"Sororities were especially affected by changing attitudes,'') she continued. "Many of the older members wanted the experience of living in an apartment during their senior year. Ultimately the general exodus of seniors put the burden of leadership upon juniors and sometimes sophomores who were not ready for the responsibilities. At the same time, successful operation of the chapter house depended upon almost total occupancy. Interest in the rush program flagged and membership gradually dropped.”
Sororities and fraternities of the '50s and '60s were clubbish and often discriminatory, although their primary purpose was to provide students with opportunities to meet other students of both sexes and provide an active, varied social life.
Activities included participation in Homecoming, with sororities and fraternities working together in teams to build floats for the parade competition, serenading of fraternities by sororities, practical jokes, athletic competition, mixers and formal balls like the J-Hop and the Homecoming Ball.
In 1962, 4,000 spectators watched an elephant race as part of that year's Homecoming activities.
Some of the fun things are returning, Mrs. Gullickson said.
“The sororities are serenading like crazy. The fraternities are carrying in the new sorority pledges. They are still having mixers, too,' she said. “And, of course, there is still the Mud Bowl."
The Mud Bowl is held Homecoming Weekend in the field next to the Sigma Alpha Epsilon (SAE) Fraternity House on the corner of Washington and South University. A football game is held between SAE and another fraternity and during halftime, two sororities, invited by SAE, battle it out in a soccer game.
If it hasn't rained before the game, the field is doused with water. Result: the Mud Bowl.
Both sororities and fraternities still hold pledge formals, some twice a year. These semi-formal dinner dances are usually held at local restaurants to honor new members and induct them into the group. Often, as before, a sorority member will ask a fraternity man to accompany her and vice versa.
Activities aren't the only reason people are returning to the Greek system. People are still joining sororities and fraternities to meet people and make friends.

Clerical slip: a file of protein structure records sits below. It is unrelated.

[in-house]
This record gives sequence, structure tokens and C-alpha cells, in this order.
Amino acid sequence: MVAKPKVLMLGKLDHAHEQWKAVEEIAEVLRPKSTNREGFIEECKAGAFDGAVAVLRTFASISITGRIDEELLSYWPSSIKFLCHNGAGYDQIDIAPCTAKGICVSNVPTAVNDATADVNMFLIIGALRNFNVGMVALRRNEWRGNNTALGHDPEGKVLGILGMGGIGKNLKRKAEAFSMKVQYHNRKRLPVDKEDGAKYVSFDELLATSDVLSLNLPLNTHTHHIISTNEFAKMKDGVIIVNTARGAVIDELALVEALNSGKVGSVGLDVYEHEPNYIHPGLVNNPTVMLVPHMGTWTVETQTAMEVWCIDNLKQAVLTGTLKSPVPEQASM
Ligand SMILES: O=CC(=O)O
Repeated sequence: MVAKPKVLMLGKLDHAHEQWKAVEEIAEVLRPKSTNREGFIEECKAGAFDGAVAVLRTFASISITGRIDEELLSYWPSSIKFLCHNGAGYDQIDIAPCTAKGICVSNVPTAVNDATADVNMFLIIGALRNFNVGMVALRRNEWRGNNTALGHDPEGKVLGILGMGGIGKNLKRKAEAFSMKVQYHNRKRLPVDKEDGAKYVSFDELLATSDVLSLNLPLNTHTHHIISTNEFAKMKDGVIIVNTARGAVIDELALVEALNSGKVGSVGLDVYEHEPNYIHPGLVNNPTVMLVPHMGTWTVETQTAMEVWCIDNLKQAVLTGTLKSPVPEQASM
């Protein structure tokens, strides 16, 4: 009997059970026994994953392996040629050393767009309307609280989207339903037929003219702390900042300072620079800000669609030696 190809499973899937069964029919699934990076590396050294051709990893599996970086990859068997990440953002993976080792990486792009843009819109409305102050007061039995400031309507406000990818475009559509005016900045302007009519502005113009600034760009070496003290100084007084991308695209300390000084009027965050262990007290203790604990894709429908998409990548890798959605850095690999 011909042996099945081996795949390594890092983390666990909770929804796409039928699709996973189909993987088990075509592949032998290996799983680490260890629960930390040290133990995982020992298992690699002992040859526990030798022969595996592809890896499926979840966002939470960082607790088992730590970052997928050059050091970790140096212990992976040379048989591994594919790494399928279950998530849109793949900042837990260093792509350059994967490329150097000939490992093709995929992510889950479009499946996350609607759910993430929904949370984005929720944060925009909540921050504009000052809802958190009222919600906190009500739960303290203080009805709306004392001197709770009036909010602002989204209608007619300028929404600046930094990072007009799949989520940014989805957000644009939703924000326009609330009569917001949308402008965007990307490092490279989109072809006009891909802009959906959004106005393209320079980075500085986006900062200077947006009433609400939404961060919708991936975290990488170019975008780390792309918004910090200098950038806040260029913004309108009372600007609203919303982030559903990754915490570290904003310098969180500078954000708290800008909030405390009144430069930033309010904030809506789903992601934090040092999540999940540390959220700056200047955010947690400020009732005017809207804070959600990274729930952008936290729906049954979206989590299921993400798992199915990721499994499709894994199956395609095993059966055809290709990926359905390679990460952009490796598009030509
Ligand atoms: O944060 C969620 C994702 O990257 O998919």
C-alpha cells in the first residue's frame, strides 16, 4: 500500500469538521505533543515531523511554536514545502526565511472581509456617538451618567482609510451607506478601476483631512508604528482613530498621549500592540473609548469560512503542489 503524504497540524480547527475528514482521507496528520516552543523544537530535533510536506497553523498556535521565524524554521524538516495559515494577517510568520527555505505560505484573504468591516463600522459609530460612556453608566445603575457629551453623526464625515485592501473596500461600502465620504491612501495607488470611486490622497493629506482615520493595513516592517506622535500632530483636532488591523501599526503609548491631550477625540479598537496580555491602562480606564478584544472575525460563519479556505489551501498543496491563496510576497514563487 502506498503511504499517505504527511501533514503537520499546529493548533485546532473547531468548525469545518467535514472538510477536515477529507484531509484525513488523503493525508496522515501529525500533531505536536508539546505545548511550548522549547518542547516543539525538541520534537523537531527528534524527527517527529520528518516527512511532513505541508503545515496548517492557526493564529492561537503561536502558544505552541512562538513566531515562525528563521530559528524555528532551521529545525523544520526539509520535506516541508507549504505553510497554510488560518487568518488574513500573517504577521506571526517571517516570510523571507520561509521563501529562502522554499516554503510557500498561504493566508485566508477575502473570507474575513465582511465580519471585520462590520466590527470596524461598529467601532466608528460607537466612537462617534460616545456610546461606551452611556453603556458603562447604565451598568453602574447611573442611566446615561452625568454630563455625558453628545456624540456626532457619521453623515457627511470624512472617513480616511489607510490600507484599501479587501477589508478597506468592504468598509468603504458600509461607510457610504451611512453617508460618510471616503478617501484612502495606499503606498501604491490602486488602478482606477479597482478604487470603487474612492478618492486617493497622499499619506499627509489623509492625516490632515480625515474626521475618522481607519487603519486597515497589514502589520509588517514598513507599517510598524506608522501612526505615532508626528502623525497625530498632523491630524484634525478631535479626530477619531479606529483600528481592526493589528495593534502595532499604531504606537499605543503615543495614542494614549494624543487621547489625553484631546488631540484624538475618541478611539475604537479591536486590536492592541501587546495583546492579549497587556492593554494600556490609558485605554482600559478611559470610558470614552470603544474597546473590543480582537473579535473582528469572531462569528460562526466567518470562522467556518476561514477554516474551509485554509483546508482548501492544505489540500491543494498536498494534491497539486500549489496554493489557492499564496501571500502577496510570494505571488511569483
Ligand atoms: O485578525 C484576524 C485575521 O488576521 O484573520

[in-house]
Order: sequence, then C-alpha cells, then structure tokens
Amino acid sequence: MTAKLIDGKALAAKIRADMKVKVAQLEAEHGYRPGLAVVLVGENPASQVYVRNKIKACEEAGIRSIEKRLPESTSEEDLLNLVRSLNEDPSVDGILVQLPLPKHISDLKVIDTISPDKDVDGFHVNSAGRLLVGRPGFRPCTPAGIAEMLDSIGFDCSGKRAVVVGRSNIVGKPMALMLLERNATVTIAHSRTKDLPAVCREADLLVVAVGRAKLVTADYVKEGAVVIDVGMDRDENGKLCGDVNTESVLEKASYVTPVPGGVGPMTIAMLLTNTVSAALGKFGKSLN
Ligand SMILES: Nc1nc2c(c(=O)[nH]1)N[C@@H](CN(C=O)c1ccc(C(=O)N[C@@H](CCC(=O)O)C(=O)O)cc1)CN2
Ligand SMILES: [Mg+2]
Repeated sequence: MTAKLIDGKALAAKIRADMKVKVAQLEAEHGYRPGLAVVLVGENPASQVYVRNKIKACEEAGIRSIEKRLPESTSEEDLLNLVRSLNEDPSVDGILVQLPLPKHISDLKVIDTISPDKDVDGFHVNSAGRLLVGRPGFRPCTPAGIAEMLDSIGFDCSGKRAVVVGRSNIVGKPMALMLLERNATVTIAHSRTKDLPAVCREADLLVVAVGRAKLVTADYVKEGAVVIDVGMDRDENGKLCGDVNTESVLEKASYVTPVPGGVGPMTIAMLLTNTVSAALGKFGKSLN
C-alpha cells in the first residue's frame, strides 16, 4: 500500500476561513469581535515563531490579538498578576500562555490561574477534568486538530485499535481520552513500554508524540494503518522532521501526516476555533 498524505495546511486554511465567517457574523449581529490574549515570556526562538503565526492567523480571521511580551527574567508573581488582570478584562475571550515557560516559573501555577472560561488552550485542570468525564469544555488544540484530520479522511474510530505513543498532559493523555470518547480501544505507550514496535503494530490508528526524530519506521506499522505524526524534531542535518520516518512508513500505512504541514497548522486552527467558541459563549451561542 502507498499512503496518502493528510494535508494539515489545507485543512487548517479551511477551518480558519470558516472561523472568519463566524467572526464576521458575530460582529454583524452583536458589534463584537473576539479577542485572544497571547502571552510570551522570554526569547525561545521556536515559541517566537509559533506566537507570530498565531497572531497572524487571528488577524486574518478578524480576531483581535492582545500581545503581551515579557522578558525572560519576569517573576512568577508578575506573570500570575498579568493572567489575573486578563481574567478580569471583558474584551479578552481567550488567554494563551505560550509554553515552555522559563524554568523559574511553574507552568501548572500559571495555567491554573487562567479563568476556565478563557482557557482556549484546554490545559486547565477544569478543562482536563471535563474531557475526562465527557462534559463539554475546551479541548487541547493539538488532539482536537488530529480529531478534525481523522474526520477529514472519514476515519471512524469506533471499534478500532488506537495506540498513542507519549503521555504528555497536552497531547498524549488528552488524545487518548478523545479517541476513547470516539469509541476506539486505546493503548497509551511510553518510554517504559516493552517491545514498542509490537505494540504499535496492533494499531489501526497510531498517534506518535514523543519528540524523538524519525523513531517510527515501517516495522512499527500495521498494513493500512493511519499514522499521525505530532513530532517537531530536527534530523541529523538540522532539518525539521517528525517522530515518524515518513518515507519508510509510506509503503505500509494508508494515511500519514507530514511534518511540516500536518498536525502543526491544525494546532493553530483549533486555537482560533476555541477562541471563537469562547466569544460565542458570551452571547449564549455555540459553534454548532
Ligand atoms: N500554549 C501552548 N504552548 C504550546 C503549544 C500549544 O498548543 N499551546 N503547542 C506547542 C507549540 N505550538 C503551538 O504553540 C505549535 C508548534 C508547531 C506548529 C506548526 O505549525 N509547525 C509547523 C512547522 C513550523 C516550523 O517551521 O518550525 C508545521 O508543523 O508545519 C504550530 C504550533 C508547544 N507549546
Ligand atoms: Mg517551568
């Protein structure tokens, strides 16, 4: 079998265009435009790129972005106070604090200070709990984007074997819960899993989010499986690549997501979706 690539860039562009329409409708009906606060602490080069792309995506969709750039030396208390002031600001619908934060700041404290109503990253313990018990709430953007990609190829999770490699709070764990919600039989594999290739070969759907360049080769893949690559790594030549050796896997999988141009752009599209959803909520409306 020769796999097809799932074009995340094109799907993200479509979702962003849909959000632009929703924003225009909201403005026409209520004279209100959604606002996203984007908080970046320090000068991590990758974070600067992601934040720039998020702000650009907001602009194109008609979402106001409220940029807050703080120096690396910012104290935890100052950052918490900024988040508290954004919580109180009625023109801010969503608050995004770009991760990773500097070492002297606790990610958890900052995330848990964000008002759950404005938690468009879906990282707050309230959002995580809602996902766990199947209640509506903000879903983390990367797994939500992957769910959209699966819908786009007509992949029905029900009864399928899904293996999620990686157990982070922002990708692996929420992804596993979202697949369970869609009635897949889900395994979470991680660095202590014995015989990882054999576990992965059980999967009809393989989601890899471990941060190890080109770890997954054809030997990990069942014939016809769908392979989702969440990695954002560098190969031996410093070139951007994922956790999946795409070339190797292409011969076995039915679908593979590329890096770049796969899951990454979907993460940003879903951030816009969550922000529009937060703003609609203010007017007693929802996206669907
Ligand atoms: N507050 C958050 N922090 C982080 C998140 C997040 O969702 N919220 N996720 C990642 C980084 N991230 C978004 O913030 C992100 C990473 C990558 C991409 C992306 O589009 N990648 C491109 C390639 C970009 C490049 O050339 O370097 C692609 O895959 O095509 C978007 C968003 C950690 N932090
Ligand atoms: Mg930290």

On their preference forms this year. sorority rushees specified why they wanted to join. Most women said to make friendships that would last throughout University life and after.
Stereotyped images of members of sororities and fraternities still exist, Mrs. Gullickson said. This was also reflected in the forms.
"I was subconsciously hoping to be disappointed but I was obviously pleasantly surprised," one woman wrote.
Another said, "I had a stereotyped view of sororities. I don't like people to have a stereotyped view of me so I thought I'd give sororities a chance."
Still wary of the feelings of their peers about the Greek system, a majority of the rushees this fall signed up for rush by telephone. Sign up tables were set up, though, in the Fishbowl and in the dormitories.
"Many people on campus still have the stereotyped image of sororities and fraternities. The best way to change those attitudes is personal contact with members and potential rushees,” Mrs. Gullickson said.
Publicity for rush began last summer. Sororities and fraternities were given lists of incoming freshmen and their hometowns. Sorority and fraternity members in those towns were encouraged to contact the new students during the summer, to answer questions about the university and sorority and fraternity and to invite them to participate in rush.